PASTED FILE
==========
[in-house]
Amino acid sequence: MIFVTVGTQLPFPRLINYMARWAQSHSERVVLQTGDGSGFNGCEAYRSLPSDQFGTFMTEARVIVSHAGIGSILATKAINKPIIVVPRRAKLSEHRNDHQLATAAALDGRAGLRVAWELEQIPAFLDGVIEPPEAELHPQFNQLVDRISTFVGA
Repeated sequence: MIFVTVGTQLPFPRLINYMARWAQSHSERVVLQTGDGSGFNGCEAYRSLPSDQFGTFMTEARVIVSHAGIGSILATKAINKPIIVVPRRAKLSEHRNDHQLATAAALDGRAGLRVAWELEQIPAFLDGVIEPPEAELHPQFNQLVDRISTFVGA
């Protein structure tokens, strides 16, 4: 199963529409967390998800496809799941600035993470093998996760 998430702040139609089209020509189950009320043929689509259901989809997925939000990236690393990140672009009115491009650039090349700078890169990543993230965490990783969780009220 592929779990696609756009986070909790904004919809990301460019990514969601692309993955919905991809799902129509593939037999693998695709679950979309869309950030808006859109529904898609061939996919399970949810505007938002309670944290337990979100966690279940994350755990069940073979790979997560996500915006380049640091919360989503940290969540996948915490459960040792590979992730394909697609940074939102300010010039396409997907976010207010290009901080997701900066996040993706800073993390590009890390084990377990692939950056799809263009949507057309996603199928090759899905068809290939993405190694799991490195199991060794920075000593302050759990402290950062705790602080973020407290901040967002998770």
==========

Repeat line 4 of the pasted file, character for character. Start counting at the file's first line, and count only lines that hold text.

């Protein structure tokens, strides 16, 4: 199963529409967390998800496809799941600035993470093998996760 998430702040139609089209020509189950009320043929689509259901989809997925939000990236690393990140672009009115491009650039090349700078890169990543993230965490990783969780009220 592929779990696609756009986070909790904004919809990301460019990514969601692309993955919905991809799902129509593939037999693998695709679950979309869309950030808006859109529904898609061939996919399970949810505007938002309670944290337990979100966690279940994350755990069940073979790979997560996500915006380049640091919360989503940290969540996948915490459960040792590979992730394909697609940074939102300010010039396409997907976010207010290009901080997701900066996040993706800073993390590009890390084990377990692939950056799809263009949507057309996603199928090759899905068809290939993405190694799991490195199991060794920075000593302050759990402290950062705790602080973020407290901040967002998770």